1. Using the Leather Recolouring Balm, a simple and easy to use leather restorer to replace the colour. This is a simple wipe on and buff off application, however it requires the leathers surface to be absorbant in order for the balm to properly penetrate. It also works if the surface coating has split/cracked exposing a lighter colour beneath.
The advantages of using the balm are that it is cheap and easy to use, and the results are very pleasing. However, it only restores the colour, if the leather is cracked, it will not actually fix the cracks - just hide them with colour. For a more complete restoration, see number two.
2. If you want to restore the leather to pristine condition, fixing all scuffs and cracks, then follow the instructions provided below.
Restoring Leather Guide
In this guide we will restore the two seater sofa shown in the photo on the left.
If the Leather had little or no cracking, you would not require Flexifil, in this case choose the 'light cracking' option from the menu provided and skip the section of the guide on filling cracks.
All of the products mentioned in this guide can be purchased at the bottom of this page.
Preparing The Leather As Instructed Can Reduce Crease & Cracks
The first step is preparing the leather ready for applications of colour. We do this to remove any waxes, oils or silicones that may be present on the leather, not removing these could cause adhesion problems. Prepping the leather also removes the manufactured finish. If the leather is very dirty, clean it first with the leather ultra clean or warm soapy water.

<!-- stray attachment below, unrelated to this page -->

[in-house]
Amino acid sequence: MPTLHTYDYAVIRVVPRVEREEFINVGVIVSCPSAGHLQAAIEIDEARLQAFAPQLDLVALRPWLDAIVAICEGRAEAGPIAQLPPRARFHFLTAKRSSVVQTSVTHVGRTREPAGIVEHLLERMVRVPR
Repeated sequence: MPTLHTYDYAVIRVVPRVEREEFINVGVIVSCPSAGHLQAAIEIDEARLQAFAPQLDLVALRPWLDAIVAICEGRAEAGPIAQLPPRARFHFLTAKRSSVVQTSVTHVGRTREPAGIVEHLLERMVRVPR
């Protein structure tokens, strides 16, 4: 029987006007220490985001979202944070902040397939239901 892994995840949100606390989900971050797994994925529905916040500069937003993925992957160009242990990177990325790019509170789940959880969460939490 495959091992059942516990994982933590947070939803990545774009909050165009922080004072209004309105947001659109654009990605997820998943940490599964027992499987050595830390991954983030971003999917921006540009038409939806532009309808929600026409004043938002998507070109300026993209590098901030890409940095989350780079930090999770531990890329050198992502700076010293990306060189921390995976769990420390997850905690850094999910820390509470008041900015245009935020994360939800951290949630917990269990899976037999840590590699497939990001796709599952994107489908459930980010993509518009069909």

Different prepping techniques can be employed with similar results but we will show you the most thorough way in this guide and explain the reasons for doing so along the way
1. Do the back & sides first. A lot of furniture these days have finished splits on the back & sides and using a strong cleaner like the leather prep would strip the colour off so we won't be using it on the sides. For the sides all you need to do is wipe them down with some alcohol cleaner on a cloth. Not prepping the back and sides as thoroughly as the rest of the leather won't affect the end results, this is because the back and sides aren't really used and so come under no, or very little stress.
2. Because the seating cushions and other areas come under more stress (wear & tear) it is more important to prepare them. To do this it is best to rub them with the Leather Prep and an Abrasive Pad, this application removes the leather finish. However, because this leather is very badly worn, it is best to just wipe the leather down with the Leather Prep and a cloth. The Abrasive Pad would make the cracking even worse in this case.